Say goodbye to Gateway Health Plan, and say hello to Gateway Health.
The Pittsburgh-based insurer, which manages Medicare- and Medicaid-related policies for about 306,000 customers, announced the subtle marketing change on Monday, along with a new logo.
Gateway Health Plan remains the company's name in all legal documents, but in marketing and promotional materials the company will drop the word "Plan" because, according to a news release, "Gateway Health conveys a more consumer-friendly company."
The changes coincide with Gateway's 20th anniversary, the launch of some new insurance products, and Gateway's planned expansion into Ohio, which is being vetted by the U.S. Centers for Medicare and Medicaid Services. Medicare products will come first in Ohio and, later, Medicaid.
Gateway, which reports $1.6 billion in annual revenues, is also looking at selling products in other states.
"We had so many things that were changing, it just seemed like the right time to do it," Gateway Health CEO Michael Blackwood said in a Monday interview about the rebranding effort.
Gateway also could be in line to pick up significant new business if Republican Gov. Tom Corbett decides to accept federal funding to expand the state's Medicaid eligibility.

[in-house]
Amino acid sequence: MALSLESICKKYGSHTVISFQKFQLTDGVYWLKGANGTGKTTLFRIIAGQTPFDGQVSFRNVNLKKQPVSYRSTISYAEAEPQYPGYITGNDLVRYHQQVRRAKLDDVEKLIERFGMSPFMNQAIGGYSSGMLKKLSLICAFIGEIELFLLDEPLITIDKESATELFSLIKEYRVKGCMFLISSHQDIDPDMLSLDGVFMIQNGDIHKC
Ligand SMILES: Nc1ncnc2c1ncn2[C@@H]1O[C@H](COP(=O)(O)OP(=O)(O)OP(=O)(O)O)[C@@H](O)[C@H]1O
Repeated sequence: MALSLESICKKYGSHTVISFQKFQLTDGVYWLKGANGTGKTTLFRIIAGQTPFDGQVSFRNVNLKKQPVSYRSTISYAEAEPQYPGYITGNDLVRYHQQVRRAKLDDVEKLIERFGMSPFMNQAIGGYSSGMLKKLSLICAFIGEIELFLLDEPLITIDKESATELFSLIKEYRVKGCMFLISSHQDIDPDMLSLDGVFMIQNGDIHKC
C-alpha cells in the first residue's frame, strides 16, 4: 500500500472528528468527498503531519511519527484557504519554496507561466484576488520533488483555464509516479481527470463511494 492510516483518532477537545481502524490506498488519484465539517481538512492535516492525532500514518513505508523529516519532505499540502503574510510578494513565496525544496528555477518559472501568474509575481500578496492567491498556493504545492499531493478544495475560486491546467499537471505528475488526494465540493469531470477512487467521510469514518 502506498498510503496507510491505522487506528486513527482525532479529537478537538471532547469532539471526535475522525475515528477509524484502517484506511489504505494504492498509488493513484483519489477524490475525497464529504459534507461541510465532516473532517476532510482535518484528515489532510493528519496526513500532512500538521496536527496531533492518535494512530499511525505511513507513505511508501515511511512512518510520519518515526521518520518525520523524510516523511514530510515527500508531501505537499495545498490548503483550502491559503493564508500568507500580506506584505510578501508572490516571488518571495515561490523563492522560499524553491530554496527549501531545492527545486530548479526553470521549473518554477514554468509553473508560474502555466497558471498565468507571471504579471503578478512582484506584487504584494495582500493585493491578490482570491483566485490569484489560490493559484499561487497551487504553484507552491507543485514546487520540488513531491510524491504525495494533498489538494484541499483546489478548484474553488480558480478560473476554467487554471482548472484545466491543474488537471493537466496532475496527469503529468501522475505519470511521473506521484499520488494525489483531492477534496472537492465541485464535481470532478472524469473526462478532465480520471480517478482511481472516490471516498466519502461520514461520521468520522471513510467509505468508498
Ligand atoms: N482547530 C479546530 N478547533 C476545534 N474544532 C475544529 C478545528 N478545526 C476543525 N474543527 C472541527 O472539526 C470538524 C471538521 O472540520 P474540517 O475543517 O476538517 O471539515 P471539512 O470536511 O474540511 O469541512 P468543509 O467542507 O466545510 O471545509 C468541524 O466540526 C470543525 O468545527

Medicare is the federally funded health insurance program for senior citizens; Medicaid is jointly funded by state and federal governments, offering coverage to low-income and disabled people, and also covering some long-term care costs.
The much-debated Medicaid expansion -- a key piece the federal health reform law known as Affordable Care Act, and a provision that was later judged by the U.S. Supreme Court to be optional rather than effectively mandatory -- would open Pennsylvania's Medicaid rolls to people or families earning up to 133 percent of the federal poverty level.
Mr. Blackwood said that Gateway was "all over" the issue, lobbying the governor for expansion, as long that it is done in a sustainable and responsible way.
Mr. Blackwood said that if the Pennsylvania Medicaid expansion were to add 600,000 newly beneficiaries, as studies have suggested, Gateway would hope to pick up about 100,000 of those customers. That would mark Gateway's biggest growth spurt since 1999, when the state shifted its medical assistance customers away from state-run, fee-for-service programs into managed care products.
The new logo keeps Gateway's Pittsburgh-centric bridge theme, but with a sleeker, more modern red and blue bridge, rather than the old black and white one. The rebranding was carried out by Green Tree-based marketing firm BD&E.
On Monday, the company also announced that its previously reported move from the U.S. Steel tower to Four Gateway Center was completed earlier this month.
Bill Toland: email@example.com or 412-263-2625.